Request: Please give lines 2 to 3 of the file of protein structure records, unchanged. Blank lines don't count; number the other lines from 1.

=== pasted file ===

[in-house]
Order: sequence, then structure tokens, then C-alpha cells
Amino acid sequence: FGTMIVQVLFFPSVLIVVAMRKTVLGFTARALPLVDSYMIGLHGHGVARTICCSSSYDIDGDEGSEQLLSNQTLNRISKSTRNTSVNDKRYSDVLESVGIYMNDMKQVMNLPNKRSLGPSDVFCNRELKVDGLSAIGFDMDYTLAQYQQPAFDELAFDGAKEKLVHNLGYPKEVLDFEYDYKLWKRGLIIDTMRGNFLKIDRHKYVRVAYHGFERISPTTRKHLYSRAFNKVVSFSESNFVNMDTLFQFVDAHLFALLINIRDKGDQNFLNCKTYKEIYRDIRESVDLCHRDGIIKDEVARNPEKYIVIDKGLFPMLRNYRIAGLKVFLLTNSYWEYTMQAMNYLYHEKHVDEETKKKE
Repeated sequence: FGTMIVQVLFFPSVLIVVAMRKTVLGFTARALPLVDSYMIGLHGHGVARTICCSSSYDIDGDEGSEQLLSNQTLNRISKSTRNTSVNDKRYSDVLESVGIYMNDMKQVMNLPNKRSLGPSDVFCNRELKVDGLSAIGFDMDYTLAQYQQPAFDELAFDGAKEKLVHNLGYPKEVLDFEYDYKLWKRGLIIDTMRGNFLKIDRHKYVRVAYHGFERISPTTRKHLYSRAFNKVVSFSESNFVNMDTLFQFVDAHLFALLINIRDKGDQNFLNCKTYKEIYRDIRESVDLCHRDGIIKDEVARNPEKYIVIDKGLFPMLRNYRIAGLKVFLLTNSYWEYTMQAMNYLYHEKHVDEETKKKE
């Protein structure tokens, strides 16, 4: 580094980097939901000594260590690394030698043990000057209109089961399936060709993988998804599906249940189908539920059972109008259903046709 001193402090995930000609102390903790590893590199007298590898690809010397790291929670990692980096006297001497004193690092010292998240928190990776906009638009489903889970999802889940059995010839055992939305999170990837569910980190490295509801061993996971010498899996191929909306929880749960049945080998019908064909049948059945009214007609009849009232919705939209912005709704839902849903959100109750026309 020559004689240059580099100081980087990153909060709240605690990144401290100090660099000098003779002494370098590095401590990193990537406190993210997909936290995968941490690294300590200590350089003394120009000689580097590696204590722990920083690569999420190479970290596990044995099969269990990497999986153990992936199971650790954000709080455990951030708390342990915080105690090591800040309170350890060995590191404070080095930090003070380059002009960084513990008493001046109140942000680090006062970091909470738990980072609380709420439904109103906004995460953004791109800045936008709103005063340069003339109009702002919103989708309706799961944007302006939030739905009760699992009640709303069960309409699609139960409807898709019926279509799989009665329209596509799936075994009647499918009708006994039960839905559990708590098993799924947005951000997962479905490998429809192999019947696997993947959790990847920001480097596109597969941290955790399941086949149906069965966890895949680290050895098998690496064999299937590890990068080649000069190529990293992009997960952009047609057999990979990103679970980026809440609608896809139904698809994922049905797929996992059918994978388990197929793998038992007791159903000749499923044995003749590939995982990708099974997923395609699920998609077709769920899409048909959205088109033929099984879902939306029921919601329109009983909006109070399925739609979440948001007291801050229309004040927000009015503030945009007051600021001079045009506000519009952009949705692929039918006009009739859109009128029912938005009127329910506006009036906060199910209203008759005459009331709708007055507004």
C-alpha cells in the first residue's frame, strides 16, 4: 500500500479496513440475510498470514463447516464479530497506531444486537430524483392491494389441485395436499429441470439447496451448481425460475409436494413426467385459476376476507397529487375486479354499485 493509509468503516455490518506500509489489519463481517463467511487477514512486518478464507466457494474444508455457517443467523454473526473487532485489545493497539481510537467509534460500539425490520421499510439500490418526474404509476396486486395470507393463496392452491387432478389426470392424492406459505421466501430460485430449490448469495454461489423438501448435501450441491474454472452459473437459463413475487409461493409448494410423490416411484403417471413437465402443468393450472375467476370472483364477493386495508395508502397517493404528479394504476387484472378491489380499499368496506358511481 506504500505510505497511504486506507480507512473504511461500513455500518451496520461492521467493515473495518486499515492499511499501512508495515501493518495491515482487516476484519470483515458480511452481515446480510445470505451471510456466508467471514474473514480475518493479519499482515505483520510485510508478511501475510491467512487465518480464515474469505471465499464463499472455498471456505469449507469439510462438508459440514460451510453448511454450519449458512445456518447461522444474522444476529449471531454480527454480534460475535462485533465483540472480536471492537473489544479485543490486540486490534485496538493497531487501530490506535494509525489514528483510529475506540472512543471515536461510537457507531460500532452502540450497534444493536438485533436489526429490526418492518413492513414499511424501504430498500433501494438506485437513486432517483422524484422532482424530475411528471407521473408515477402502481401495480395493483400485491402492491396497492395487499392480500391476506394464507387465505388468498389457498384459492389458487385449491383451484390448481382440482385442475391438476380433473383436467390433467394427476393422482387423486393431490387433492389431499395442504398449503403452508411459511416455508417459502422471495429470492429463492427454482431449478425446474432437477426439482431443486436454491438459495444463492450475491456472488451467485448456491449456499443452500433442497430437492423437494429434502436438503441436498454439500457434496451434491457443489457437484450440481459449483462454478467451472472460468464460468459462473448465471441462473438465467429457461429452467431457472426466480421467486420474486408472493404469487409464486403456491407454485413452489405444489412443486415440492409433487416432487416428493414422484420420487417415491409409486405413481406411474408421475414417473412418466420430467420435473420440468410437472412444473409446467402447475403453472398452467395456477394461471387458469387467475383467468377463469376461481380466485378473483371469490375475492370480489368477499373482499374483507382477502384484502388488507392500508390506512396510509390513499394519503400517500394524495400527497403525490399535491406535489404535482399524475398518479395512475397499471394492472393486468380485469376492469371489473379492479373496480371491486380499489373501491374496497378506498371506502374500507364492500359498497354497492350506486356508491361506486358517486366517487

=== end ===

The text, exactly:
Order: sequence, then structure tokens, then C-alpha cells
Amino acid sequence: FGTMIVQVLFFPSVLIVVAMRKTVLGFTARALPLVDSYMIGLHGHGVARTICCSSSYDIDGDEGSEQLLSNQTLNRISKSTRNTSVNDKRYSDVLESVGIYMNDMKQVMNLPNKRSLGPSDVFCNRELKVDGLSAIGFDMDYTLAQYQQPAFDELAFDGAKEKLVHNLGYPKEVLDFEYDYKLWKRGLIIDTMRGNFLKIDRHKYVRVAYHGFERISPTTRKHLYSRAFNKVVSFSESNFVNMDTLFQFVDAHLFALLINIRDKGDQNFLNCKTYKEIYRDIRESVDLCHRDGIIKDEVARNPEKYIVIDKGLFPMLRNYRIAGLKVFLLTNSYWEYTMQAMNYLYHEKHVDEETKKKE